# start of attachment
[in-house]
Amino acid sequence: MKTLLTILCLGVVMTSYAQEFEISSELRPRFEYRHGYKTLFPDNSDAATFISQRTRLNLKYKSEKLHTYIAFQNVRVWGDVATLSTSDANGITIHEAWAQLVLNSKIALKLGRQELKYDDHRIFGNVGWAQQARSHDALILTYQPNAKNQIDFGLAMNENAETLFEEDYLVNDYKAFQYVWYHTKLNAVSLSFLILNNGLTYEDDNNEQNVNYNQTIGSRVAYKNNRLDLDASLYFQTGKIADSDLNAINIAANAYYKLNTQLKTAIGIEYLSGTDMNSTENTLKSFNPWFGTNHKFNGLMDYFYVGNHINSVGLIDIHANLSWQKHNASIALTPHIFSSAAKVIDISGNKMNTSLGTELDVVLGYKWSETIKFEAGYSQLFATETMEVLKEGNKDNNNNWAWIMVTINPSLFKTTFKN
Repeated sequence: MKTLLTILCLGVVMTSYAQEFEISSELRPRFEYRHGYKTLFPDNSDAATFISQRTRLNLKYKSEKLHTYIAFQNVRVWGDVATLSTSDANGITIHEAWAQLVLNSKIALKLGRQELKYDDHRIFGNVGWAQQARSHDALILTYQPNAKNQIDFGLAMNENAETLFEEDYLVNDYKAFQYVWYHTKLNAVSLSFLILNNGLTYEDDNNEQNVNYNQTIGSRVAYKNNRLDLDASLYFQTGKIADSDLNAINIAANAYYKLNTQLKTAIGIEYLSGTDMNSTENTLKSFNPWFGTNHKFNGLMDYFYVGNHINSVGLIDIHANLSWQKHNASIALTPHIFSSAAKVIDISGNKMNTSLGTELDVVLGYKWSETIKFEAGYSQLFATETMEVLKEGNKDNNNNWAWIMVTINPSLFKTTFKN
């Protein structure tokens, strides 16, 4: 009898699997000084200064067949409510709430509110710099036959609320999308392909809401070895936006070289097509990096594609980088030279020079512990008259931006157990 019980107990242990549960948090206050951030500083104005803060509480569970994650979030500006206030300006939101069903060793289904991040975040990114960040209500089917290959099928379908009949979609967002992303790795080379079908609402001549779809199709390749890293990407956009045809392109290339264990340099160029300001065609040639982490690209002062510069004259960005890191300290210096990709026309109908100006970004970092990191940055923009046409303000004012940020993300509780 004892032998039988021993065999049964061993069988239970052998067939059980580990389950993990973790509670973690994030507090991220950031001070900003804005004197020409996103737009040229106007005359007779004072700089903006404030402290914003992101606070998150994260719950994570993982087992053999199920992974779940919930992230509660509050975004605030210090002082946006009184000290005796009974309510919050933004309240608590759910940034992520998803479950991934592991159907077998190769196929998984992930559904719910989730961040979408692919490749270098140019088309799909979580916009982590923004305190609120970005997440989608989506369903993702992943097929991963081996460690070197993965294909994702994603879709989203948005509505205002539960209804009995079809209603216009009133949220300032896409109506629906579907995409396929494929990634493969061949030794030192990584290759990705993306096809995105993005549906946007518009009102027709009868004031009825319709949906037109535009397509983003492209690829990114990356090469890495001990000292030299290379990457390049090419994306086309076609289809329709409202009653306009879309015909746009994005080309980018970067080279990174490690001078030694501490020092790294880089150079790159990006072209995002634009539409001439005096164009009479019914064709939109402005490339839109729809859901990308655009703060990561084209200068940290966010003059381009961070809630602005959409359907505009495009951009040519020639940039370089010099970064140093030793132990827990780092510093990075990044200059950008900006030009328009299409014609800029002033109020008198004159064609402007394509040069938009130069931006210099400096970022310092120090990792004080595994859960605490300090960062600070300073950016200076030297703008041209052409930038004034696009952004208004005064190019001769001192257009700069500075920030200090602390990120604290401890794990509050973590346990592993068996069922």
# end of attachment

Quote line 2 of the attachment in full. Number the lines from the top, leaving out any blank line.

Amino acid sequence: MKTLLTILCLGVVMTSYAQEFEISSELRPRFEYRHGYKTLFPDNSDAATFISQRTRLNLKYKSEKLHTYIAFQNVRVWGDVATLSTSDANGITIHEAWAQLVLNSKIALKLGRQELKYDDHRIFGNVGWAQQARSHDALILTYQPNAKNQIDFGLAMNENAETLFEEDYLVNDYKAFQYVWYHTKLNAVSLSFLILNNGLTYEDDNNEQNVNYNQTIGSRVAYKNNRLDLDASLYFQTGKIADSDLNAINIAANAYYKLNTQLKTAIGIEYLSGTDMNSTENTLKSFNPWFGTNHKFNGLMDYFYVGNHINSVGLIDIHANLSWQKHNASIALTPHIFSSAAKVIDISGNKMNTSLGTELDVVLGYKWSETIKFEAGYSQLFATETMEVLKEGNKDNNNNWAWIMVTINPSLFKTTFKN